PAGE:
A large portion of affluent Generation Y attains their wealth from their parents—but they may not be on track for it in the future:

  • Affluent and Aspiring Children spend between two and four times their own income, due to access to their parents' wealth.
  • Many of these millennials choose careers that do not put them on track to become as affluent as their parents.

The takeaway for marketers: Luxury goods marketers must balance between catering to this financially dependent Gen Y subset now, and cultivating those who will eventually support themselves by building their own wealth and assets as they grow in their careers.

What makes millennials buy luxury products? Authenticity, nostalgia and utility.

  • Authenticity: Unique, 'ever-cool' brands, i.e. Ray-Ban, Levi's, Volvo, and YSL.
  • Nostalgia: Heritage brands with a sense of history, i.e. Louis Vuitton, Chanel, and BMW.
  • Utility: Products that fit specific needs of the users, i.e. Hulu, Netflix, and HBO on Demand.

Definition of "Affluence":

  • The minimum threshold for living a consistently affluent life is $200K HHI—for all generations.
    • Generation Y segments are middle class in their spending habits and attitudes if their earnings are between $100-$199K.
    • But the Generation Y segments that have over $200K in HHI are affluent in the brands they buy and activities they engage in.
    • This correlates with last year's Affluence in America study, which showed that those 35 and older and making between $100-$199K consider themselves middle class.

Generation Y Media Habits: Affluent millennials are the most digital of all possible segments.

  • Technology has become a new driver for consumer patterns of Gen Y, and also as a means to affluence.
  • Media use is moving toward digital, and younger consumers are early and frequent adopters of new devices. Whereas earlier analysis found that youth was a greater indicator of digital behavior, Digitas found that affluence is a better predictor of device ownership.
  • Therefore, affluent millennials are the most digital of all possible segments, with both the means to buy devices and the inclination to use them heavily.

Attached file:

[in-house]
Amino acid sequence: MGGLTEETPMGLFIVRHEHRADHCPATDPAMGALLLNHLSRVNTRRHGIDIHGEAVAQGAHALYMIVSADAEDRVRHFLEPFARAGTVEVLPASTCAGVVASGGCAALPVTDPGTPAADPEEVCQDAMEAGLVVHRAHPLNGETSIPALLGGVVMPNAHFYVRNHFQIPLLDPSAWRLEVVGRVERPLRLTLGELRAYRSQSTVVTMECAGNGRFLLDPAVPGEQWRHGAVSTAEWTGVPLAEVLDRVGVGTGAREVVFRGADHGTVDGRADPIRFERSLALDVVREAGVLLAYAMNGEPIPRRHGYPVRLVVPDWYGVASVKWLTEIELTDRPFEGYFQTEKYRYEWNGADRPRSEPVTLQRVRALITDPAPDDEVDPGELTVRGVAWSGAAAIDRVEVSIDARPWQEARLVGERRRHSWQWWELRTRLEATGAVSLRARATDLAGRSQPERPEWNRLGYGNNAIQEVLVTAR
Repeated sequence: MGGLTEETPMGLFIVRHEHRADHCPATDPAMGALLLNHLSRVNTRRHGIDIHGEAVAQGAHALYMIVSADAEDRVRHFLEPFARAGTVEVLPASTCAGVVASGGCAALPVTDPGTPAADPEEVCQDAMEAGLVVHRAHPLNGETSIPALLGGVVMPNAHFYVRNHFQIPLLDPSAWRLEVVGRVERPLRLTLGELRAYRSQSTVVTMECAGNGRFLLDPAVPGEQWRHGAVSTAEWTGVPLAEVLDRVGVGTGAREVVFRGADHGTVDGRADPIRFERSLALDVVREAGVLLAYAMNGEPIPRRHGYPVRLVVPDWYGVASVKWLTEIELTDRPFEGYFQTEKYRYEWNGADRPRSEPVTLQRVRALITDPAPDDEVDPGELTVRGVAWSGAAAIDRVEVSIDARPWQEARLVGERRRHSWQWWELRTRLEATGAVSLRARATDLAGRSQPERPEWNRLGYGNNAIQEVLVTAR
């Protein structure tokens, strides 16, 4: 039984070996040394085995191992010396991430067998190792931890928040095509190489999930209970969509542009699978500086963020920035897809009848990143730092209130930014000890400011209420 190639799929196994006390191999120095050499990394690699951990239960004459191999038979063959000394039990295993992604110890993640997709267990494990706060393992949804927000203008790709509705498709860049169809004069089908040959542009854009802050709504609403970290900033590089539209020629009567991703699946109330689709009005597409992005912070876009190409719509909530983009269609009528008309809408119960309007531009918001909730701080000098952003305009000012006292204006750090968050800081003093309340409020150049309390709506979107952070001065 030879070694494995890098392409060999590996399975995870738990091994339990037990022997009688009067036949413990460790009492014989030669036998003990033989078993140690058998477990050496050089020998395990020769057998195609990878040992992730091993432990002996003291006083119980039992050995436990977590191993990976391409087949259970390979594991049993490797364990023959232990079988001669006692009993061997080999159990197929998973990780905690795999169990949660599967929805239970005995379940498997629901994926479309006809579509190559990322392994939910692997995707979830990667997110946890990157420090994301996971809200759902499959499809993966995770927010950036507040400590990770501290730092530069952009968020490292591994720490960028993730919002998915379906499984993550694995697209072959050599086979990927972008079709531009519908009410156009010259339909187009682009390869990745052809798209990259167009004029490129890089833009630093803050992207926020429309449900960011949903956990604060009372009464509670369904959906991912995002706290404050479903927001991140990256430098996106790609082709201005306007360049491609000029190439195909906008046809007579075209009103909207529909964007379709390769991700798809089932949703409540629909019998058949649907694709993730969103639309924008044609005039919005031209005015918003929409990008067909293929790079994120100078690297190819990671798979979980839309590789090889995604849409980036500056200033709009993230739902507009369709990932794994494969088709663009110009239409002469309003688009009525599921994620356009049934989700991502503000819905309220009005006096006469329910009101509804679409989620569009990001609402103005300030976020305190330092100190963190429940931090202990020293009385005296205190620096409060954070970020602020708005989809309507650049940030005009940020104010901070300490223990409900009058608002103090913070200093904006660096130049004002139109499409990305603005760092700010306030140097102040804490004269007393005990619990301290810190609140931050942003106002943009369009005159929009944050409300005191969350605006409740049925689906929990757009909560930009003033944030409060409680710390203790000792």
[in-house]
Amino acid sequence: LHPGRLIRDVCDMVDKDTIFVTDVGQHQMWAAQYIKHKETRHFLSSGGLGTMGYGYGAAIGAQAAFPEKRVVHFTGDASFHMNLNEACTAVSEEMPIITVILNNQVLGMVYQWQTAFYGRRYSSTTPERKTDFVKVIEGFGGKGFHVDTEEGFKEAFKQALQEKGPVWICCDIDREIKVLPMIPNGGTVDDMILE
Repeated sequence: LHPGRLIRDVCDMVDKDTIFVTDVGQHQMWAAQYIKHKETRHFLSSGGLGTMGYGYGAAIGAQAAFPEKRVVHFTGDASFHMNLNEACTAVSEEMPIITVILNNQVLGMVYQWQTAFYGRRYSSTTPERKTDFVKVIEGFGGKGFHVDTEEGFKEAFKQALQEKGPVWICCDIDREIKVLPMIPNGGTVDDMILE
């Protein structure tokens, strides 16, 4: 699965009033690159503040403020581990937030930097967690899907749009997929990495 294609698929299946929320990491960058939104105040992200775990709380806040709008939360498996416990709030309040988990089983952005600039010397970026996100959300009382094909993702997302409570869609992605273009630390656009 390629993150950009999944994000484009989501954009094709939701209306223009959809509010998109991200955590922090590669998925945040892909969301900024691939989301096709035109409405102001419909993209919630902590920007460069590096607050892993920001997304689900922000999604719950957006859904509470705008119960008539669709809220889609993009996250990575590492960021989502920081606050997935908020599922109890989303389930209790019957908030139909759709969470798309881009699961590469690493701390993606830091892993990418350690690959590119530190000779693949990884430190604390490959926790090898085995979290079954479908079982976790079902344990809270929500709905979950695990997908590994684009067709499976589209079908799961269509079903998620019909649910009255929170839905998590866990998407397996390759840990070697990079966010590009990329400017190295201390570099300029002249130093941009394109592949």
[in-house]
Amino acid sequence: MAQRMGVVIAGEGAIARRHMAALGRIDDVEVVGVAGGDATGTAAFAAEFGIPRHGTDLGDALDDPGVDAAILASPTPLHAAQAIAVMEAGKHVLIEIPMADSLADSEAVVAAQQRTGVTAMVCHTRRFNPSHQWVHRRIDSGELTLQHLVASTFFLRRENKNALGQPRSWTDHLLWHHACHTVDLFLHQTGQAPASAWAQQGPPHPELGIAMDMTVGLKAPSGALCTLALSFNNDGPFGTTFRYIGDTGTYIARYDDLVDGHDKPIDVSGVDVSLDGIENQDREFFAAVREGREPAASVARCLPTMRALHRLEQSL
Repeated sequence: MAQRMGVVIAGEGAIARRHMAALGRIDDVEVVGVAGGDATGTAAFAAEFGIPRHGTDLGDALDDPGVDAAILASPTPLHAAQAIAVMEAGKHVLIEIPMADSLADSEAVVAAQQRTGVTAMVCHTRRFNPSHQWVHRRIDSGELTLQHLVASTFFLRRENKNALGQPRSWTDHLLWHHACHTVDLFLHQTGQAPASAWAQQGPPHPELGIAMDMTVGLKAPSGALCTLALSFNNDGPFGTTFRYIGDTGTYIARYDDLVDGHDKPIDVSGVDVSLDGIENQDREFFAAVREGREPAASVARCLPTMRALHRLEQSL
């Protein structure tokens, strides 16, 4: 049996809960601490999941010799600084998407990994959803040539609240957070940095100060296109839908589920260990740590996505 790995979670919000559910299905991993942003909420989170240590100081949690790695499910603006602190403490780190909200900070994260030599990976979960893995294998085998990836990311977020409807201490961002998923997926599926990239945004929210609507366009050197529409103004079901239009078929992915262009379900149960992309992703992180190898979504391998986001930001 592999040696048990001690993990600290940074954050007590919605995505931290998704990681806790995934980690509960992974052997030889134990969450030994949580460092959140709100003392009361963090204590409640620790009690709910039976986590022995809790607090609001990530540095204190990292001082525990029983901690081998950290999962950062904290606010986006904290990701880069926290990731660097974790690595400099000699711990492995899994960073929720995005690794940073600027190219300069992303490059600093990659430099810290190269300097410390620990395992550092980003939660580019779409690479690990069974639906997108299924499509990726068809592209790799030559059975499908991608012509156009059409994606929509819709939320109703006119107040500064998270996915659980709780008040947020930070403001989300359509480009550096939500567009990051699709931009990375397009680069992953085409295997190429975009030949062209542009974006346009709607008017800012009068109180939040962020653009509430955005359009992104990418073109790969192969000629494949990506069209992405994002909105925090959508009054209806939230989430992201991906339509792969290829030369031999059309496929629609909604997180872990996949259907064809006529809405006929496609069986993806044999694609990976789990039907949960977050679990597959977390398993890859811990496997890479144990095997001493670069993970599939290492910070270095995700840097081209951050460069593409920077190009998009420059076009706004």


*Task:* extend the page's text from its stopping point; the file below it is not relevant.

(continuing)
Digitas—Leader in Research and Insights

This second "Affluence in America" study comes on the heels of a number of other research initiatives launched by Digitas. Just recently, the agency released research on holiday shopping that analyzed over 2.6 million social media conversations. And right before that, Digitas released a survey that predicted the rise of "Mobile Thursday" for the Thanksgiving holiday—and was proven right through later data from IBM and others.

The agency has also launched a series of industry predictions for 2013 on its blog, with global insights across mobile, brand content, design, and more.

SOURCE Digitas

More Stories By PR Newswire

Copyright © 2007 PR Newswire. All rights reserved. Republication or redistribution of PRNewswire content is expressly prohibited without the prior written consent of PRNewswire. PRNewswire shall not be liable for any errors or delays in the content, or for any actions taken in reliance thereon.

IoT & Smart Cities Stories
The deluge of IoT sensor data collected from connected devices and the powerful AI required to make that data actionable are giving rise to a hybrid ecosystem in which cloud, on-prem and edge processes become interweaved. Attendees will learn how emerging composable infrastructure solutions deliver the adaptive architecture needed to manage this new data reality. Machine learning algorithms can better anticipate data storms and automate resources to support surges, including fully scalable GPU-c...